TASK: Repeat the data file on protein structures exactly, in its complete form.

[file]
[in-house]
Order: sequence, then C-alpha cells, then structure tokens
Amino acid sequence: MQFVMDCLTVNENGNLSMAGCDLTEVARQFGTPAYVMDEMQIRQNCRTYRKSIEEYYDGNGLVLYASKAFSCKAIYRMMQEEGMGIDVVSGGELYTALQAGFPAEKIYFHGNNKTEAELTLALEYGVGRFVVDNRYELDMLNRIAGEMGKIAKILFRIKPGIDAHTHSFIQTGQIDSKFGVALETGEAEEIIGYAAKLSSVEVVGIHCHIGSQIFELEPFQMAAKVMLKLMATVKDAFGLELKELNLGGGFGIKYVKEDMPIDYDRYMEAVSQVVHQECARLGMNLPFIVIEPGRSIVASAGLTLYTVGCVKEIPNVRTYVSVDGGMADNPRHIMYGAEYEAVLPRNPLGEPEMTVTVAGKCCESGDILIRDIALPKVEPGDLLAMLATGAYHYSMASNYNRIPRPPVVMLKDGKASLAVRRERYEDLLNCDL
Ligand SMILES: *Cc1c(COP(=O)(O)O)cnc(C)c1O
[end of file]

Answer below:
[in-house]
Order: sequence, then C-alpha cells, then structure tokens
Amino acid sequence: MQFVMDCLTVNENGNLSMAGCDLTEVARQFGTPAYVMDEMQIRQNCRTYRKSIEEYYDGNGLVLYASKAFSCKAIYRMMQEEGMGIDVVSGGELYTALQAGFPAEKIYFHGNNKTEAELTLALEYGVGRFVVDNRYELDMLNRIAGEMGKIAKILFRIKPGIDAHTHSFIQTGQIDSKFGVALETGEAEEIIGYAAKLSSVEVVGIHCHIGSQIFELEPFQMAAKVMLKLMATVKDAFGLELKELNLGGGFGIKYVKEDMPIDYDRYMEAVSQVVHQECARLGMNLPFIVIEPGRSIVASAGLTLYTVGCVKEIPNVRTYVSVDGGMADNPRHIMYGAEYEAVLPRNPLGEPEMTVTVAGKCCESGDILIRDIALPKVEPGDLLAMLATGAYHYSMASNYNRIPRPPVVMLKDGKASLAVRRERYEDLLNCDL
Ligand SMILES: *Cc1c(COP(=O)(O)O)cnc(C)c1O